Rupert Murdoch drops plans to merge Fox and News Corp

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Rupert Murdoch SCRAPS plans to merge Fox and News Corp after shareholder protests: Merger would have reunited media empire he split a decade ago

  • Murdoch on Tuesday withdrew plans to merge Fox Corp and News Corp
  • The merger would have united the two parts of Murdoch’s media empire
  • But shareholders had criticized News Corp’s valuation as part of the deal
  • News Corp owns the Wall Street Journal, while Fox owns Fox News

Rupert Murdoch has abandoned plans to combine Fox Corp and News Corp, a deal that would have united the two halves of the media empire he split nearly a decade ago.

Murdoch sent a letter to the two companies withdrawing his proposal to bring them together, according to a regulatory filing on Tuesday.

He said he and his son, Fox Corp CEO Lachlan Murdoch, determined the combination was “not optimal for shareholders.”

Prominent News Corp shareholders had criticized the proposed merger, arguing it would undervalue the company, which owns New York Post and Wall Street Journal publisher Dow Jones.

Fox Corp owns Fox News, Fox Business and Fox Sports, having spun off its film and television studio assets in a $71.3 billion sale of Twenty-First Century Fox to Disney in 2019.

Rupert Murdoch has dropped plans to merge Fox Corp and News Corp, saying he and his son Lachlan Murdoch determined the combination was ‘not optimal for shareholders’

The Murdoch family trust controls about 40% of the voting rights of Fox and News Corp.

Spokespersons for both companies declined to comment further when contacted by DailyMail.com.

In a memo to staff on Tuesday, which was obtained by DailyMail.com, News Corp CEO Robert Thomson said whether or not the merger proceeds would have “no impact on our current operations.”

“We must resolutely focus on building the premium publishing, news, entertainment, intelligence and real estate products that have been the catalyst for our record earnings over the past two years,” Thomson wrote.

Murdoch first proposed the merger in October, which would have reduced overhead and unified the leadership of his divided media empire.

Over the decades, Murdoch built a vast publishing and entertainment empire, transforming an Australian newspaper company into a global media company that included newspapers, book publishing, film, television and news. .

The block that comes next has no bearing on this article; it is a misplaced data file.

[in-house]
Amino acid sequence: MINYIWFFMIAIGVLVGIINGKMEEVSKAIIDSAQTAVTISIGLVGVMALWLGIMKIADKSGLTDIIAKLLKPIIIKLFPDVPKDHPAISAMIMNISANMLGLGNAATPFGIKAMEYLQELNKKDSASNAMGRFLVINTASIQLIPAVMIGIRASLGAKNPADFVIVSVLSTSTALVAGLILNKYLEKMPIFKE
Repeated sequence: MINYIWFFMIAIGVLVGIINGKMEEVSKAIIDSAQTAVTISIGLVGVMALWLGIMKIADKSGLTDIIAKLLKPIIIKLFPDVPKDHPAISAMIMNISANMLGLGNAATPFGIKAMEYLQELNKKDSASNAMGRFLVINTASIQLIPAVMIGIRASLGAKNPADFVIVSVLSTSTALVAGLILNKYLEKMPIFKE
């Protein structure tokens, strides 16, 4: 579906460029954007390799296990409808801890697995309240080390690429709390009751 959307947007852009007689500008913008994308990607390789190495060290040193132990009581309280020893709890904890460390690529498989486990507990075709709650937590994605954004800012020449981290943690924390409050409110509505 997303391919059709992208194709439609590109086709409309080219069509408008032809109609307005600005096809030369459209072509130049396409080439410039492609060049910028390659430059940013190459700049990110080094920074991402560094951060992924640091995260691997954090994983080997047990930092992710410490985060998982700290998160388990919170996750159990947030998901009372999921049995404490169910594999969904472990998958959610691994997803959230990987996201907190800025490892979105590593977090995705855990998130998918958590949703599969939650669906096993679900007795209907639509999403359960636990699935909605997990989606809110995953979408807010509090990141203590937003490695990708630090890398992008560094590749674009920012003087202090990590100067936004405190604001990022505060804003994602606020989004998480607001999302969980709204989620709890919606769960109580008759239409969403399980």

After years of expanding globally, Murdoch split his empire in 2013, placing the printing business under newly created state-owned entity News Corp and television and entertainment under 21st Century Fox.

Prominent News Corp investors slammed the proposal, arguing it would undervalue that company's stock

Prominent News Corp investors slammed the proposal, arguing it would undervalue that company’s stock

Fox Corp owns Fox News, Fox Business and Fox Sports, having spun off its film and TV studio assets in a $71.3 billion sale of Twenty-First Century Fox to Disney in 2019

Fox Corp owns Fox News, Fox Business and Fox Sports, having spun off its film and TV studio assets in a $71.3 billion sale of Twenty-First Century Fox to Disney in 2019

At the time of the breakup, it was thought it would generate more shareholder value, a person familiar with the decision-making told Reuters in October.

But the media landscape has changed dramatically in the years since Murdoch spun off his media holdings, with tech companies such as Apple and Amazon playing big roles in distribution and bidding for sports rights.

It made sense, in this context, to bring Fox and News Corp together to create a company with complementary assets and greater scale, said the person familiar with the proposal.

The combined companies would have had about $24 billion in revenue.

However, the merger was met with opposition from major shareholders, including Independent Franchise Partners, one of the major shareholders of both companies, aside from Murdoch himself.

The London-based investment firm argued a merger would have undervalued News Corp and said alternatives should be explored, including a breakup of News Corp.